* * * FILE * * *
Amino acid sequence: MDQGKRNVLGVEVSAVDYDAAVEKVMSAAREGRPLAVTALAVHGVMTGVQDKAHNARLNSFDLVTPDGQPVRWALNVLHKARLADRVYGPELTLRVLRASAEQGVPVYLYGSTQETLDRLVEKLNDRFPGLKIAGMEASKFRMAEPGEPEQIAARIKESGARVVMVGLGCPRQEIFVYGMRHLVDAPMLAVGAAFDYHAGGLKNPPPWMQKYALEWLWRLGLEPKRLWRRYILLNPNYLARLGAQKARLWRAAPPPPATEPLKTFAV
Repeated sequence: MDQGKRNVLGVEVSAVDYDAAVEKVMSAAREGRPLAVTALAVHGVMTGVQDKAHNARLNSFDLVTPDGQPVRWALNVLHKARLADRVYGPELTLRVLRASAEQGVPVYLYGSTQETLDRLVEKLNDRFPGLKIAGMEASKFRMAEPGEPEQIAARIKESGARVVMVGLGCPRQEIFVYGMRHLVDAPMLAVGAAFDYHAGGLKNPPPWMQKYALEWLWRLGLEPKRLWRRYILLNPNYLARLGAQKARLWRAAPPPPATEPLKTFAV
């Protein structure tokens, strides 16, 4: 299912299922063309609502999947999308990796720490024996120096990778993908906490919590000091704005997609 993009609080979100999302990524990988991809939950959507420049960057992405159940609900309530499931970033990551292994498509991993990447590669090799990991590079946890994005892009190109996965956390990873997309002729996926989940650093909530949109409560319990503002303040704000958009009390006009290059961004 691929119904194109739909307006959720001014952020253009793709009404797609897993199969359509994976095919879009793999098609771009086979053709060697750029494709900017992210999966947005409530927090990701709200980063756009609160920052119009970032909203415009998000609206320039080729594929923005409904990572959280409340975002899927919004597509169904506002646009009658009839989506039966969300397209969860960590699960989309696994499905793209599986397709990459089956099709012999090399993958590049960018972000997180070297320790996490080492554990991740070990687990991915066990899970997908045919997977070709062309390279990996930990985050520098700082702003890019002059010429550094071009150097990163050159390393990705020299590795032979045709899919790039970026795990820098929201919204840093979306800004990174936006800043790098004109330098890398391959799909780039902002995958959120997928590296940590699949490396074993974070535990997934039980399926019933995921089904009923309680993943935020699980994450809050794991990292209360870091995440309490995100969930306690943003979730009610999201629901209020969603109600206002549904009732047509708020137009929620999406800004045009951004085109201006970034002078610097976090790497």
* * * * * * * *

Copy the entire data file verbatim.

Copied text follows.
Amino acid sequence: MDQGKRNVLGVEVSAVDYDAAVEKVMSAAREGRPLAVTALAVHGVMTGVQDKAHNARLNSFDLVTPDGQPVRWALNVLHKARLADRVYGPELTLRVLRASAEQGVPVYLYGSTQETLDRLVEKLNDRFPGLKIAGMEASKFRMAEPGEPEQIAARIKESGARVVMVGLGCPRQEIFVYGMRHLVDAPMLAVGAAFDYHAGGLKNPPPWMQKYALEWLWRLGLEPKRLWRRYILLNPNYLARLGAQKARLWRAAPPPPATEPLKTFAV
Repeated sequence: MDQGKRNVLGVEVSAVDYDAAVEKVMSAAREGRPLAVTALAVHGVMTGVQDKAHNARLNSFDLVTPDGQPVRWALNVLHKARLADRVYGPELTLRVLRASAEQGVPVYLYGSTQETLDRLVEKLNDRFPGLKIAGMEASKFRMAEPGEPEQIAARIKESGARVVMVGLGCPRQEIFVYGMRHLVDAPMLAVGAAFDYHAGGLKNPPPWMQKYALEWLWRLGLEPKRLWRRYILLNPNYLARLGAQKARLWRAAPPPPATEPLKTFAV
């Protein structure tokens, strides 16, 4: 299912299922063309609502999947999308990796720490024996120096990778993908906490919590000091704005997609 993009609080979100999302990524990988991809939950959507420049960057992405159940609900309530499931970033990551292994498509991993990447590669090799990991590079946890994005892009190109996965956390990873997309002729996926989940650093909530949109409560319990503002303040704000958009009390006009290059961004 691929119904194109739909307006959720001014952020253009793709009404797609897993199969359509994976095919879009793999098609771009086979053709060697750029494709900017992210999966947005409530927090990701709200980063756009609160920052119009970032909203415009998000609206320039080729594929923005409904990572959280409340975002899927919004597509169904506002646009009658009839989506039966969300397209969860960590699960989309696994499905793209599986397709990459089956099709012999090399993958590049960018972000997180070297320790996490080492554990991740070990687990991915066990899970997908045919997977070709062309390279990996930990985050520098700082702003890019002059010429550094071009150097990163050159390393990705020299590795032979045709899919790039970026795990820098929201919204840093979306800004990174936006800043790098004109330098890398391959799909780039902002995958959120997928590296940590699949490396074993974070535990997934039980399926019933995921089904009923309680993943935020699980994450809050794991990292209360870091995440309490995100969930306690943003979730009610999201629901209020969603109600206002549904009732047509708020137009929620999406800004045009951004085109201006970034002078610097976090790497």